[For the Scientific American.] On the 2d of December last, a new malt house in Bethune street, in this city, fell, and was the cause of two men, who were working in it, losing their lives. As this accident necessarily led to an investigation as to the cause of the catastrophe, various opinions were expressed by the witnesses examined, and some of them contradicted one another. As it involves important questions in architectural engineering, the following article on the subject, will be found deeply interesting, not only to merely scientific, but to all practical men :—EDS. What was the cause of the "accident"? Were the floor beams or the posts at fault ? Upon this point the builders who testified before the Coroner did not agree. An investigation into the strength and strain may decide the question. First, of the floor beams. Experiments made to test the strength of hemlock when exposed to a cross strain, (as is the case with a floor beam,) show that 363 pounds is the weight that will break a piece one inch square and olTc foot long—the weight being at the middle. This is the average of seven experiments. From this unit of strength the resistance of beams of any size may be computed, by the well-known laws of pressure. The floor beams in question were 4 X 12 inches, and about 18 feet long ; they were placed 18 inches apart from centers. To break one of these beams it would require, upon the above data, 11,616 lbs. at the middle, or twice this amount if equally distributed over its length, which is equal to 860 lbs. upon every superficial foot of the flooring on the beams. This is the breaking weight. What was the load ? Barley weighs about 35 lbs. per cubic foot. The barley on the floor appears to have been from four to five feet deep. The weight, therefore, per foot superficial, could not have been more than about 175 lbs.—equal to about oi)e-fifth'of the weight required to break the beams. The barley might have been raised to the hight of 24 feet upon the floor before the beams would have broken. Hence it is clear that the barley, being only five feet deep, could not have broken the beams. Yet one of the builders testified "that the size and quality of the beams used in that building were positively insufficient." In regard to the comparative value of pine and hemlock, experiments show that pine will bear only. seven or eight per cent more than hemlock ; yet one of the witnesses testified that it would bear 150 (1) per cent more, and another witness subscribed to this, and these witnesses were both practical builders. The unit of strengtlderived from several experiments on the three kinds of wood, spruce, hemlock and pine, are respectively 345, 363 and 390 lbs. Yet one witness said : "I consider spruce as strong as pine, but hemlock I look upon as insufficient." This witness was correct, however, as regards the elasticity of pine, for experiment shows that pine will suffer a greater deflection without injury than either spruce or hemlock, and it requires a greater load to deflect it through an equal space. Now the posts. These were of red cedar, and of various sizes, those in the second and third stories being from five to eight inches diameter at the smallest end. They were in their natural shape, and some of them so crooked that the largest perfect straight post that could have been sawed from them would have been about 9X5 inches, or, at the most, 3! X 5! inches. This is the effective size, the length nine feet. Now what weight is required to break such a post ? Experiments have been made to test the strength of oak, chestnut and locust posts, but not of red cedar. The latter is, probably, stronger than either oak or chestnut, but not locust, although it may be nearly as strong as the latter wood. It requires to bend white oak 6,950 Ibs., chestnut, 7,720 pounds, and locust, 10,920 Ibs. In each case, this unit of strength is the average of several experiments, and is the ight required to bend a post one inch square and one foot long. There is reason to presume that the strength for red cedar is below 10,000, but let it be assumed at this. Upon this data, a post of red cedar, 3! X 5! inches, and 9 feet long, will require 29,113 lbs. to bend it from a straight line, and something more to complete the fracture. Each post in the building supported about 200 feet superficial of the floor; therefore the 29,113 lbs. is equal to about 140 Ibs. upon every foot of the floor. It has been shown above that if the barley was 5 feet deep, there was a weight of 175 lbs. upon each foot of the floor. This, together with some 25 lbs. for weight of floor timbers, &c., was quite sufficient to break a post of the size stated. From this computation, and the fact that a broken post was found in the ruins, we may safely conclude that the want of size in the posts was the cause of the failure. The posts should have been at least six inches diameter, and perfectly straight at that. R. G. HATFIELD, Architect. New York, December, 1857.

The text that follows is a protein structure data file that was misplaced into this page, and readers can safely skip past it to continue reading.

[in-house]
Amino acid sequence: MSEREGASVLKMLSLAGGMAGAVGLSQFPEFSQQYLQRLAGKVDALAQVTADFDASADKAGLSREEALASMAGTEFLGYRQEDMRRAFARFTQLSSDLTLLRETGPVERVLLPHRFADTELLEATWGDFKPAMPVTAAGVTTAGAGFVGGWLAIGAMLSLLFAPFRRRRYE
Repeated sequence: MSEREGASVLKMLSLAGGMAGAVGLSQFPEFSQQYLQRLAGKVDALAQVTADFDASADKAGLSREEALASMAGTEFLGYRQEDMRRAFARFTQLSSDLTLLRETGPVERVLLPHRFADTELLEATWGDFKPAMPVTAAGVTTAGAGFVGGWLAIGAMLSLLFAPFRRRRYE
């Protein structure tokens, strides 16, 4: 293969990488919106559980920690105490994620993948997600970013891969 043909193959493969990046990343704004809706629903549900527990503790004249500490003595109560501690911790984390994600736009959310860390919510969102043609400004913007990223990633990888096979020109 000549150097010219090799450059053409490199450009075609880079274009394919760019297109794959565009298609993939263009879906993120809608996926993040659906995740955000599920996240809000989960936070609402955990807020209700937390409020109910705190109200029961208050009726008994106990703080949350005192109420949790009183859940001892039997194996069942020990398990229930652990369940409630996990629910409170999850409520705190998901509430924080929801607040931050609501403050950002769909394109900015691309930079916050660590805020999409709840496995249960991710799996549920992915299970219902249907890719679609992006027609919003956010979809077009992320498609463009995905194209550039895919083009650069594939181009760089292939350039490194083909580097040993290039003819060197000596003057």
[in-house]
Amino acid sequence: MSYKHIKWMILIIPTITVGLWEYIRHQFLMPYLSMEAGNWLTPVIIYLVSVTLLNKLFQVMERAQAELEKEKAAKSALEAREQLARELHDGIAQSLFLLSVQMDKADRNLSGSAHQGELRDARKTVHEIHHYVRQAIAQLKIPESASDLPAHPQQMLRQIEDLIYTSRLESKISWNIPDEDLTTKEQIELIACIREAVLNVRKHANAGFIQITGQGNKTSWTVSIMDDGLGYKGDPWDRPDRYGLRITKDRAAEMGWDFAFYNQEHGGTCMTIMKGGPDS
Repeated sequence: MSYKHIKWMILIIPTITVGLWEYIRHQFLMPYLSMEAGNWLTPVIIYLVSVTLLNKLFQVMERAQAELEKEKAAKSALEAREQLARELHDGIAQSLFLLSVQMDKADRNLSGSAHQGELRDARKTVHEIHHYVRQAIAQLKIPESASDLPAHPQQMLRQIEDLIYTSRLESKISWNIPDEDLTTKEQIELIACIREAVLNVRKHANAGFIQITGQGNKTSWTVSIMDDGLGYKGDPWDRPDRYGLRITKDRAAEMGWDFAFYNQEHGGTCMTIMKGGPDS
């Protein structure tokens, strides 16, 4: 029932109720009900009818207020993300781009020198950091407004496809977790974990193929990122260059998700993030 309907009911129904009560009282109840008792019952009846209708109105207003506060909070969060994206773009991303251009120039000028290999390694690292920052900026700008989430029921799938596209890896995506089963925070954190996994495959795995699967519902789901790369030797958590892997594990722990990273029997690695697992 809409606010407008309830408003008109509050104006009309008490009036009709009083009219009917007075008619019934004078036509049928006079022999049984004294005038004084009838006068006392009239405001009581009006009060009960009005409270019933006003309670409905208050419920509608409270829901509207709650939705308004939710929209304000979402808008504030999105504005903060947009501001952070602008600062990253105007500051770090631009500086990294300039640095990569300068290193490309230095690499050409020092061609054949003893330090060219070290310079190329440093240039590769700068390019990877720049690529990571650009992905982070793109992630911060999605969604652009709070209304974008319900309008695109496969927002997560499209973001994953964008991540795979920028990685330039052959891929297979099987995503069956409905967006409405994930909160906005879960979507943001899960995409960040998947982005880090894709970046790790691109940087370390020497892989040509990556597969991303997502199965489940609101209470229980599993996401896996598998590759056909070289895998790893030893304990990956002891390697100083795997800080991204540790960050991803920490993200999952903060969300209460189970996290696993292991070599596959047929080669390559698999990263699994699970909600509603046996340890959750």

This article was originally published with the title "The Malt House Ruins" in Scientific American 13, 19, 147 (January 1858)